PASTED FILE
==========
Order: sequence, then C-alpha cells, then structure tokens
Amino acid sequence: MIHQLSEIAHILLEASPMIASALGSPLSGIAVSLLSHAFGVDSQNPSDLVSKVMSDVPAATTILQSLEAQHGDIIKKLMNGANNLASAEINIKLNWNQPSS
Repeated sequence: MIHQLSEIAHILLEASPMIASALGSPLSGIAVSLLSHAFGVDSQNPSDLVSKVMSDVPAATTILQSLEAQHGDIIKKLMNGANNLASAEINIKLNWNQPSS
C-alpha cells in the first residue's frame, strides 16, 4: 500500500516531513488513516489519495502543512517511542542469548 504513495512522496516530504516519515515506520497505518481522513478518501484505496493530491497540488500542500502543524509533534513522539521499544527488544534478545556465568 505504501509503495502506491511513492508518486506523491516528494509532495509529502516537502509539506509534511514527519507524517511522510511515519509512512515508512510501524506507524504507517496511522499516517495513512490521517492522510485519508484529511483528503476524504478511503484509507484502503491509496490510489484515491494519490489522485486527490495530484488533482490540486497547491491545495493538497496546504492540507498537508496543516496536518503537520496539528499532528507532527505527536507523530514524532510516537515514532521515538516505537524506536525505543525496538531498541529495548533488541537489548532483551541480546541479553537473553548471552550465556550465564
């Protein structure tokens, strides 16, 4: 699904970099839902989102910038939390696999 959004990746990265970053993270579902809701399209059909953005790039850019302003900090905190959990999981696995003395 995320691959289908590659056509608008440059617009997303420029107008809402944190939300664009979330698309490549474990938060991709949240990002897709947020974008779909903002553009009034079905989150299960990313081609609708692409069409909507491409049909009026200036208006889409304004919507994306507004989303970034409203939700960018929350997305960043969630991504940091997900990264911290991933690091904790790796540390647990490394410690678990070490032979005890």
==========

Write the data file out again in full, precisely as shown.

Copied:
Order: sequence, then C-alpha cells, then structure tokens
Amino acid sequence: MIHQLSEIAHILLEASPMIASALGSPLSGIAVSLLSHAFGVDSQNPSDLVSKVMSDVPAATTILQSLEAQHGDIIKKLMNGANNLASAEINIKLNWNQPSS
Repeated sequence: MIHQLSEIAHILLEASPMIASALGSPLSGIAVSLLSHAFGVDSQNPSDLVSKVMSDVPAATTILQSLEAQHGDIIKKLMNGANNLASAEINIKLNWNQPSS
C-alpha cells in the first residue's frame, strides 16, 4: 500500500516531513488513516489519495502543512517511542542469548 504513495512522496516530504516519515515506520497505518481522513478518501484505496493530491497540488500542500502543524509533534513522539521499544527488544534478545556465568 505504501509503495502506491511513492508518486506523491516528494509532495509529502516537502509539506509534511514527519507524517511522510511515519509512512515508512510501524506507524504507517496511522499516517495513512490521517492522510485519508484529511483528503476524504478511503484509507484502503491509496490510489484515491494519490489522485486527490495530484488533482490540486497547491491545495493538497496546504492540507498537508496543516496536518503537520496539528499532528507532527505527536507523530514524532510516537515514532521515538516505537524506536525505543525496538531498541529495548533488541537489548532483551541480546541479553537473553548471552550465556550465564
């Protein structure tokens, strides 16, 4: 699904970099839902989102910038939390696999 959004990746990265970053993270579902809701399209059909953005790039850019302003900090905190959990999981696995003395 995320691959289908590659056509608008440059617009997303420029107008809402944190939300664009979330698309490549474990938060991709949240990002897709947020974008779909903002553009009034079905989150299960990313081609609708692409069409909507491409049909009026200036208006889409304004919507994306507004989303970034409203939700960018929350997305960043969630991504940091997900990264911290991933690091904790790796540390647990490394410690678990070490032979005890």